Deceived by Heena Rathore

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What’s it about?

How well do you know your loved ones?

A girl struggling to cope with the murders of her mother and five-year-old brother.
A journalist chasing the ghost of a potential serial killer.
A thirteen-year-old girl who slaughtered her parents.
And a revenge-driven psychopath who is about to destroy everyone’s life.

After 9 years, a young writer is still coping with the brutal murders of her mother and five-year-old brother, as she moves into a house of horrors, unwittingly to start a new life with her lover. Will friends and family be able to redeem Ally out of the impending doom in time? Will her infallible love become the key to the destruction of her already fragile world? Will madness prevail over love; true love over revenge?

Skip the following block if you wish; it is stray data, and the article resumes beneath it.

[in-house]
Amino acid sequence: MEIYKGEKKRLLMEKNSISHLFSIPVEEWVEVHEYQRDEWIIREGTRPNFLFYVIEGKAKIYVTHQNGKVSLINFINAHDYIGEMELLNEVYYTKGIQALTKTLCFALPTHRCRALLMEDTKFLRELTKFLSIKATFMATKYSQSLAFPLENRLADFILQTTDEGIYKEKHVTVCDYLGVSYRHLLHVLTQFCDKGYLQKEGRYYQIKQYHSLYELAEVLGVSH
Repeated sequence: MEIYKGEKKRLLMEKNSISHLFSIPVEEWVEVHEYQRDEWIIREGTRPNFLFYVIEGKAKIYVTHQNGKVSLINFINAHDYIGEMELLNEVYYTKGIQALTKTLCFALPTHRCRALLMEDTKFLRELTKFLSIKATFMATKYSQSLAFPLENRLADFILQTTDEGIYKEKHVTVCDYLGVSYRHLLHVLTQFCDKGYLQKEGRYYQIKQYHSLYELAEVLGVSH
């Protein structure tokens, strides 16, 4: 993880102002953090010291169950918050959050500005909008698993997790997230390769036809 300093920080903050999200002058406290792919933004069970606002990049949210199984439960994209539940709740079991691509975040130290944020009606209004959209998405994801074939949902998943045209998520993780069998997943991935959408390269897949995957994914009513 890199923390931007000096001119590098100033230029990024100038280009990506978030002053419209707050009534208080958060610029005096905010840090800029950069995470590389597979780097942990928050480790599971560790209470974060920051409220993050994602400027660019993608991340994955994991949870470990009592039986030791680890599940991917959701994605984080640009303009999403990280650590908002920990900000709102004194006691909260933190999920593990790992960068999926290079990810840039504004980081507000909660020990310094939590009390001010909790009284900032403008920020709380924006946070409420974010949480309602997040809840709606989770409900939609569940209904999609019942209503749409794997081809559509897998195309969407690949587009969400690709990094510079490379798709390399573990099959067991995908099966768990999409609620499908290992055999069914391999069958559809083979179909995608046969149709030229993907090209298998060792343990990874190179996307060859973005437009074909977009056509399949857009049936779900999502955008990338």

Deceived is a gripping psychological thriller that mazes through the deepest, darkest emotions of human mind through the story of a vulnerable girl who treads in the mist of deception bred from a long unforgiven betrayal.



First of all, I was completely sold when I saw the cover of this novel. It’s such a strong image, I knew this would have to be an interesting story and I wasn’t wrong in my assumption.

The prologue of Deceived contains a very interesting insight that makes it possible to make a distinction between a psychopath and a sociopath. It ends with the instruction to look out for the listed traits for one or the other throughout the novel and I was keen to make my own discoveries of these personality disorders… I didn’t need to be told twice to dig into the story.